I live a 4-minute-and-22-second drive from my daughter's school. I know this because the drive from door to door takes exactly the amount of time as the song "Supercalifragilisticexpialidocious" (from the original motion picture soundtrack). I drop my son off on the way, so the commute from home to his school is even less than 4:22. It may not sound like a lot of time, but in those few ticks of the minute hand one can experience a whole day's worth of stress.
You might wonder what could possibly cause a relatively well-adjusted person to nearly self-destruct during a simple 4-minute-and-22-second drive. If you are indeed wondering, then you are fortunate enough not to have to encounter the same obstacle five days a week, rain or shine. More specifically, the same obstacle with a neon vest and octagon sign. You have never encountered The Elementary School Crossing Guard.
I am all for safety. I am the mom you might hear shrieking at her kids not to get run over in parking lots. I have been known to act as a human shield against unknown dogs at the park. I close schoolyard gates even if school isn't in session. And I am appreciative of the school district providing kindly retirees to monitor the crossing activities of students and related people.
However, I have a sneaking suspicion that Crossing Guard Training may focus too much on sign-holding techniques and the proper care for orange reflective sateen, and not enough time teaching Guards the nuances of getting people from Point A to Point B. My son has attended two of the three schools in our community. I have observed lead Crossing Guards (who have the plum assignment of crossing people into the main entrance of the school), substitute Crossing Guards, and side street Crossing Guards. I feel that this sampling of Crossing Guards gives me an adequate basis for my observations.
None of my city's Guards come equipped with folding chairs, a practice I have witnessed while driving through neighborhoods where there is apparently a more relaxed attitude toward crossing people. But being a lazy-yet-highly-productive person myself, I don't think comfort necessarily equates with lack of attention to one's task. Our Crossing Guards commit a greater sin than kicking back on the job--they are so intent on being active players in the school crossing arena, they end up gobbing up the whole system.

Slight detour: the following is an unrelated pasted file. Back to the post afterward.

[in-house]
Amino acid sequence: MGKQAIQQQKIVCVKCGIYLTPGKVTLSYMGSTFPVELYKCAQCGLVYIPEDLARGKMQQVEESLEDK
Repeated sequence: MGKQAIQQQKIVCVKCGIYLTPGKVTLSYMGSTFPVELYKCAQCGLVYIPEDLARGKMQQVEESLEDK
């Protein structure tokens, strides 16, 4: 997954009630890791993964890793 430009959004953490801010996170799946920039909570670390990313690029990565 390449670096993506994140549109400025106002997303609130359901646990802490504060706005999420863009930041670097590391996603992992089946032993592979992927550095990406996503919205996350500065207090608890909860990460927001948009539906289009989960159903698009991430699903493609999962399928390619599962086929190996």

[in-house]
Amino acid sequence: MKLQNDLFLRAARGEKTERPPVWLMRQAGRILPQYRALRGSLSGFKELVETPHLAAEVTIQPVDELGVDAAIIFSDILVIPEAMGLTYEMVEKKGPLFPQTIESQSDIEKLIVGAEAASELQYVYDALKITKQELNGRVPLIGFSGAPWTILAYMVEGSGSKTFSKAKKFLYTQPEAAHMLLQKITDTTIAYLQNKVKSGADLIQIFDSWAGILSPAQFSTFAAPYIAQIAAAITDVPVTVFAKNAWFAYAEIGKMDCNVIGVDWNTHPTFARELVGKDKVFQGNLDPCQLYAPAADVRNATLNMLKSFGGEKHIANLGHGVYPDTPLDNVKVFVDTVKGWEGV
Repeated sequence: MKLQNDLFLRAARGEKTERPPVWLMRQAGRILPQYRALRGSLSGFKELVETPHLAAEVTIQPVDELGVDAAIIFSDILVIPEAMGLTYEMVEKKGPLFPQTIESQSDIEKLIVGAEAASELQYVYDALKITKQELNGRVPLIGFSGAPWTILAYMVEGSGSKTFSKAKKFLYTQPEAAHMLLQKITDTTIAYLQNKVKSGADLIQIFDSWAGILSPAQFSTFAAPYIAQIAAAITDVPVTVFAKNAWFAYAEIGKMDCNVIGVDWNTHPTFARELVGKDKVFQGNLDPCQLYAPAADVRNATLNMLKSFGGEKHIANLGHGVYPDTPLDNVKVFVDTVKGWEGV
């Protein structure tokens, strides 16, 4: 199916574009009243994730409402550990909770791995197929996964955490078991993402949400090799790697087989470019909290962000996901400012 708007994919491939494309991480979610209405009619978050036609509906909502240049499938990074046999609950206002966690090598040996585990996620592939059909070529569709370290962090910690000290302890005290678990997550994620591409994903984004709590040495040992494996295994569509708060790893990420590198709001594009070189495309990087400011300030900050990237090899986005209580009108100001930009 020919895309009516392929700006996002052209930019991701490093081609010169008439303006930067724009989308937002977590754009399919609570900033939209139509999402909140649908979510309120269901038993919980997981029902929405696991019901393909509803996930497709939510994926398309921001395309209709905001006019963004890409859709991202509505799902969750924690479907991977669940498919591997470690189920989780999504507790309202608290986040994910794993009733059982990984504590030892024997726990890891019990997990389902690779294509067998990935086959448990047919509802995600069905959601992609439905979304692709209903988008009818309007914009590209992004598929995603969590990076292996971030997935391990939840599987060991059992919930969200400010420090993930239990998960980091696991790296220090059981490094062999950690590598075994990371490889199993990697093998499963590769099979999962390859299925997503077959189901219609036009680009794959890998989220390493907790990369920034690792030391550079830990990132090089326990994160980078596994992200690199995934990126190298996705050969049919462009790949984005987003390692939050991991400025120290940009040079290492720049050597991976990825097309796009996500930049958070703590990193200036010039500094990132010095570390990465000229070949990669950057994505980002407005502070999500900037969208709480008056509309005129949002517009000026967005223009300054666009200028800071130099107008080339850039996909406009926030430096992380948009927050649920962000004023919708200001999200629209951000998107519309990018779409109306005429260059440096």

The Crossing Guard at the first elementary school my son attended was a perpetually perky chatterer who honored each season with holiday-themed hats and personally greeted each crosser. Because of her friendly ways, I learned early on to avoid her corner by taking a different route to school; trying to drive past her station when she was commenting on a child's desert habitat diorama (yes, while in the middle of the street) was a true lesson in patience, one that I failed every time.
Fortunately, that Crossing Guard didn't have much to do because the PTA of that school was on overdrive and designated a team of Stay-At-Home-MBAs (SAHMBAs) to oversee the traffic and drop-off flow. Prior to the beginning of each school year, parents would get a memo from the PTA detailing the procedure for student drop-off. There were two entrances to the school, and each one was staffed with officious moms, complete with PTA lanyards, holding Starbucks travel mugs in one hand, and opening passenger-side doors with the other. The student's actual parent was to have no role in the disembarking of his or her offspring; only specially trained PTA officeholders were up to the task of opening the car door, unbuckling the child, and manipulating a bulging wheelie backpack from the back of a Prius. These whirlwinds of credentialed efficiency were even known to zip jackets and pick up crumpled snack wrappers that blew out of the car with the child. And remind harried working parents when it was Farmer's Market day (Thursday) so no family would be without organic chard for another week. At this school, drop-off had to be between 8:00 and 8:10--the gates opened at exactly 8 and were locked at 8:10 on the dot. Those PTA SAHMs got 500 kids and all their stuff in those gates in a 9:59 window. Pure poetry in motion.